Time: December 1937-April 1939
Address: Highway 151, Slonowice, Poland
We made two trips to Slonowice to see Bonhoeffer’s fourth seminary site. On Tuesday, June 4, we stopped and took pictures of the church where Bonhoeffer preached several times. I had read that the vicarage the seminary used was also still standing, but I was uncertain which house it was. On Thursday, June 6, we were grateful to meet a local expert who showed us the church’s interior (decorated for Pentecost) and pointed out the vicarage.
As I wrote in previous posts, Bonhoeffer and the Pomeranian Confessing Church leaders had their seminary work running again three months after the Gestapo closed Finkenwalde. Fritz Onnasch led the work in Koslin, and Eberhard Bethge oversaw it in Gross Schlonwitz. About 7-8 students lived in each place. The daily rhythms of worship, study and service began in Zingst and Finkenwalde continued. As director, Bonhoeffer usually spent the first half of the week in Koslin and the second half of the week and weekend in Gross Schlonwitz. His library and writing desk were in Gross Schlonwitz.
Part of the von Blumenthal family estate, Gross Schlonwitz was a village of about 400 people in the late 1930s. As is true today, the village was surrounded by cultivated fields bounded by thick forests. It had a train station and a school. The vestibule and bell tower date from the 14th century. The main part of the church was renovated in 1892, and a renovation has been done in the past 15 years. After the war, the building once again became home to a Catholic congregation.
District Superintendent Eduard Block welcomed the seminary to his area. However, Pastor Erwin Schutz (1907-1942) was the main host. He opened his vicarage to Bonhoeffer and the young theologians until he married. Bonhoeffer heard him preach many times, and he praised Schutz’s solid biblical messages. Bonhoeffer also noted Schutz’s good catechesis of children and love for people of all ages. Schutz sent Bonhoeffer a live rabbit for Christmas in 1940. Bonhoeffer’s young nieces and nephews were delighted. In many ways, then, Schutz was Bonhoeffer’s ideal Confessing Church pastor: biblical, hospitable, caring, funny and brave.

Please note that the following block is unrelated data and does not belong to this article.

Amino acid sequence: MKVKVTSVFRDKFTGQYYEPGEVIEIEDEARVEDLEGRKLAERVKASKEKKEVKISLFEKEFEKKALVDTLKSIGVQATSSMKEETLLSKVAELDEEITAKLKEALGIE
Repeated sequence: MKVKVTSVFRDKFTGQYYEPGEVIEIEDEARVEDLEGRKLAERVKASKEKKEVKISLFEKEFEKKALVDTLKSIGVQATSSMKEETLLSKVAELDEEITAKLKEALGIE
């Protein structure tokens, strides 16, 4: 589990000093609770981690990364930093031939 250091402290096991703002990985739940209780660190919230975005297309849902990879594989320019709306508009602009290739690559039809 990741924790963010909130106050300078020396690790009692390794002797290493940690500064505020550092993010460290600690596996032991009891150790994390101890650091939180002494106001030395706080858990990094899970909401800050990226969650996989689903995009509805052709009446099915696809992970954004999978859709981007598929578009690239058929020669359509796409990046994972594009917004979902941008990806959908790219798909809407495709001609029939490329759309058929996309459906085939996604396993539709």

Manuscripts of sermons from Romans 5:1-5 and 12:17-21 preached there have survived. So has an outline of a sermon on 2 Corinthians 6. Bethge recalled that occasion in a 1944 letter to Bonhoeffer. He would likely have spoken from the 18th-century pulpit that is still in the church. Portraits of Matthew, Mark, Luke and John were below his Bible. Congregants sat in solid dark, sturdy pews in the lower level and in the small timber-supported balcony. Baptisms took place at the 17th-century font, near a basic crucifix.
The vicarage was exposed to wind, and Bethge recalled that it was drafty. The fact that it is still standing testifies to its sturdiness. It was there in late 1938 that Hans-Werner Jensen typed up Bonhoeffer’s handwritten manuscript of Life Together penned in September at his sister’s former home in Gottingen. It was in the Gross Schlonwitz vicarage that Bonhoeffer had his first conversations about the burning of synagogues in November 1938. It was there that he spent Christmas 1937 and 1938. He experienced life together in Gross Schlonwitz no less than in Finkenwalde.
Erwin Schutz died on the Russian front in 1942. Other Gross Schlonwitz seminarians also perished in the war. Otto Range, another Confessing Church pastor, replaced Schutz, but in 1945 the Russian army dispersed the German population. The congregation was gone. What did all this work matter, if this was the result?
More could be said, but at the very least Schutz, Bethge, Bonhoeffer, the seminarians and the congregation left clear images of church renewal. A hospitable confessing pastor preached biblical sermons. A group of students learned and served together. A congregation grew in faith and numbers while helping young ministers get started. This place in time marked by the times was renewed for a moment as an example of how renewal can occur. This rural place shows all places how God can work in any place.